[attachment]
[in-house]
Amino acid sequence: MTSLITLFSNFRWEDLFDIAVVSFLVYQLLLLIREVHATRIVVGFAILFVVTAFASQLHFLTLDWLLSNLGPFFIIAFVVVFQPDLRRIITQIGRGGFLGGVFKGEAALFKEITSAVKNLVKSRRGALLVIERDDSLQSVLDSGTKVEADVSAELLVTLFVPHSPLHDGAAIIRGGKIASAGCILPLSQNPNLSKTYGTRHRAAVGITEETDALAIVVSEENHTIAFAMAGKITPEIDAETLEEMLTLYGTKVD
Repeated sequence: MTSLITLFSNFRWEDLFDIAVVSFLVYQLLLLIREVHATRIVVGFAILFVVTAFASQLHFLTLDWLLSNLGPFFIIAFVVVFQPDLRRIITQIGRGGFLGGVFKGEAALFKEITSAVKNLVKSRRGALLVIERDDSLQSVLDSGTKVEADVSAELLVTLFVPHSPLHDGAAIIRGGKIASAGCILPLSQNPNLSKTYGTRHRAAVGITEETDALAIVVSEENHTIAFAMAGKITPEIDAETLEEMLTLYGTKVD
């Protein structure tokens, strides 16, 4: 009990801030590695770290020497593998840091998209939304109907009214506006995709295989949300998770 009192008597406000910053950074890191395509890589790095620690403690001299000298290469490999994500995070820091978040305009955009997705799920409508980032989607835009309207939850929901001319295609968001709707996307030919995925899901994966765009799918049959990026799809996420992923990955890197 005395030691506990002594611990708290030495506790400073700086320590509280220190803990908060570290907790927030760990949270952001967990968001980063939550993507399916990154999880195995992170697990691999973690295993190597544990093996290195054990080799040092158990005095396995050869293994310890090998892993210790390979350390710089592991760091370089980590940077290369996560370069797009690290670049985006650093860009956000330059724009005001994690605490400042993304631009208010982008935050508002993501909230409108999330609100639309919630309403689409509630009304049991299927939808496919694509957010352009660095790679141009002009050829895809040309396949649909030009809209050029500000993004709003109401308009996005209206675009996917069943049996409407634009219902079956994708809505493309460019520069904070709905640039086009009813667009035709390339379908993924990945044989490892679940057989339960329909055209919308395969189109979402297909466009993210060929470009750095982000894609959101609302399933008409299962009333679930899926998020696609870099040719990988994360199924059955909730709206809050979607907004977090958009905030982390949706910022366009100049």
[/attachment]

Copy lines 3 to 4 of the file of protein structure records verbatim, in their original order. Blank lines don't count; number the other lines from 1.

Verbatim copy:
Repeated sequence: MTSLITLFSNFRWEDLFDIAVVSFLVYQLLLLIREVHATRIVVGFAILFVVTAFASQLHFLTLDWLLSNLGPFFIIAFVVVFQPDLRRIITQIGRGGFLGGVFKGEAALFKEITSAVKNLVKSRRGALLVIERDDSLQSVLDSGTKVEADVSAELLVTLFVPHSPLHDGAAIIRGGKIASAGCILPLSQNPNLSKTYGTRHRAAVGITEETDALAIVVSEENHTIAFAMAGKITPEIDAETLEEMLTLYGTKVD
């Protein structure tokens, strides 16, 4: 009990801030590695770290020497593998840091998209939304109907009214506006995709295989949300998770 009192008597406000910053950074890191395509890589790095620690403690001299000298290469490999994500995070820091978040305009955009997705799920409508980032989607835009309207939850929901001319295609968001709707996307030919995925899901994966765009799918049959990026799809996420992923990955890197 005395030691506990002594611990708290030495506790400073700086320590509280220190803990908060570290907790927030760990949270952001967990968001980063939550993507399916990154999880195995992170697990691999973690295993190597544990093996290195054990080799040092158990005095396995050869293994310890090998892993210790390979350390710089592991760091370089980590940077290369996560370069797009690290670049985006650093860009956000330059724009005001994690605490400042993304631009208010982008935050508002993501909230409108999330609100639309919630309403689409509630009304049991299927939808496919694509957010352009660095790679141009002009050829895809040309396949649909030009809209050029500000993004709003109401308009996005209206675009996917069943049996409407634009219902079956994708809505493309460019520069904070709905640039086009009813667009035709390339379908993924990945044989490892679940057989339960329909055209919308395969189109979402297909466009993210060929470009750095982000894609959101609302399933008409299962009333679930899926998020696609870099040719990988994360199924059955909730709206809050979607907004977090958009905030982390949706910022366009100049």